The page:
NEW PORT RICHEY — It was Friday night in Moon Lake, around 8, and a woman called deputies because her husband had threatened her life.
If she didn't get out quickly, Robert William Kaminski told her on the phone, he would kill her. So Lonnie Kaminski and her mother started packing, and a deputy came by and posted up outside the house.
Sure enough, Kaminski showed up at 9518 Marley Ave. According to authorities, the deputy approached and noticed a gun in the passenger side of Kaminski's blue Hyundai. The deputy, whose name is not being released while the case is reviewed, pulled his own gun and ordered Kaminski out, but Kaminski drove toward the house, jumped out of his car and pointed the gun at the deputy.
There was a click, but the gun jammed. The deputy — on the job for only two weeks — almost fired his own weapon, but Lonnie and her mother were at the door, in the line of fire.
Kaminski ducked inside.
At a news conference Monday, Pasco Sheriff Chris Nocco, along with Detective Michael Rosa and Chief Forensic Investigator James Steffens, described how deputies ended the rampage of an angry man with an AK-47 in his hand and a Glock pistol in the waistband of his pants.
"It was a scene you usually see in a movie," Nocco said, "but it happened in Pasco County."
As soon as Kaminski ran in the house, deputies called him on the phone to negotiate. He wouldn't listen, Steffens said, and was extremely angry at his wife.
Deputies would later learn from Kaminski's family that he suffered from bipolar disorder, and had been off his medication since December.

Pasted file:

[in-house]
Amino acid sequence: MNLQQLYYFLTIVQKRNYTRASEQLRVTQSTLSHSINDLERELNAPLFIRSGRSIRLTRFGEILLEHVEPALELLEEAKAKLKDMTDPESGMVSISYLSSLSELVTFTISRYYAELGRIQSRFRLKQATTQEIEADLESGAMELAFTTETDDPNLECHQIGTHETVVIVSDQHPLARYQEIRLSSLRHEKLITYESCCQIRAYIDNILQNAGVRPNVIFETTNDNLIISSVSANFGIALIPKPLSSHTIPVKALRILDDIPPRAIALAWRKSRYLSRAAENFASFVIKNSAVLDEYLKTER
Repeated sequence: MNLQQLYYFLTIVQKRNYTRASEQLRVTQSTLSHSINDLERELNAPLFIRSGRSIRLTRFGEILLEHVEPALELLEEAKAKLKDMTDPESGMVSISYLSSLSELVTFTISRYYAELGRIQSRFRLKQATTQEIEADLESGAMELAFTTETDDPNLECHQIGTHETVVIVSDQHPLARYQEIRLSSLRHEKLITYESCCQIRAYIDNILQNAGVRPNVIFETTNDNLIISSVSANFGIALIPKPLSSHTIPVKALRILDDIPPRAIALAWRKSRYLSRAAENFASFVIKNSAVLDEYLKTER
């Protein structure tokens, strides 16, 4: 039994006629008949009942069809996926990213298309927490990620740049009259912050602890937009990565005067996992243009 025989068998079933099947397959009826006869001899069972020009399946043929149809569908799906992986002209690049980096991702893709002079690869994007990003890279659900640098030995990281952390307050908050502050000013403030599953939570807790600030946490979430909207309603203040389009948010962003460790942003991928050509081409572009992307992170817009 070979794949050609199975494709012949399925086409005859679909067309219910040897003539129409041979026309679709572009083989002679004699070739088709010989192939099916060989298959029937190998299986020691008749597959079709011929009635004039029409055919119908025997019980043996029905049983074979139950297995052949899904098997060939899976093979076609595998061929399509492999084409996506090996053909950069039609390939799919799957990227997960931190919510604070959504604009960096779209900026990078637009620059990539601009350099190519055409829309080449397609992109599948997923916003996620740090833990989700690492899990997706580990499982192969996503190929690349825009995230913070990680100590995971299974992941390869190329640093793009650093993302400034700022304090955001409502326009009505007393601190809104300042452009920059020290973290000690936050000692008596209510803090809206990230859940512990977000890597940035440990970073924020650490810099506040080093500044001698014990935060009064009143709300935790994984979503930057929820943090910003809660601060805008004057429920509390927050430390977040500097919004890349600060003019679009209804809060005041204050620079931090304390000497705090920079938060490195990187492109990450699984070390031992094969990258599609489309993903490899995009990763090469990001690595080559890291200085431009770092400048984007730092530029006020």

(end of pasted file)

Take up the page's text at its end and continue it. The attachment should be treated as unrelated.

During the standoff, deputies were in the process of bringing in SWAT personnel and pulling out the first responders. That's when Kaminski made a move. With his gun raised in a firing position, he walked out the back door and through a narrow passage between the carport and a wall. He moved quietly and stayed in the shadows. Out front, he opened fire at deputies behind a patrol car in the street, firing at least five times. He also hit a window of a nearby house, Steffens said, which had been evacuated shortly before.
While Kaminski focused on the deputies, SWAT members out of his sight opened fire. Kaminski fell. Deputies tried to revive him, but he died in the circular driveway of his doublewide mobile home around 11:30 p.m.
Nocco said they don't think Kaminski had military training, but that guns were a hobby. There were several found inside his residence. Nocco said authorities also suspect he may have been part of a motorcycle gang.
The bullets from Kaminski's gun, Nocco said while tapping his body armor, were strong enough to penetrate deputies' bullet-proof vests.
The deputies, he said, are heroes. "The suspect chose every action," Nocco said. "We had to react to his actions and it resulted in his own death."
Contact Jon Silman at (727) 869-6229, Jsilman@tampabay.com or @Jonsilman1 on Twitter.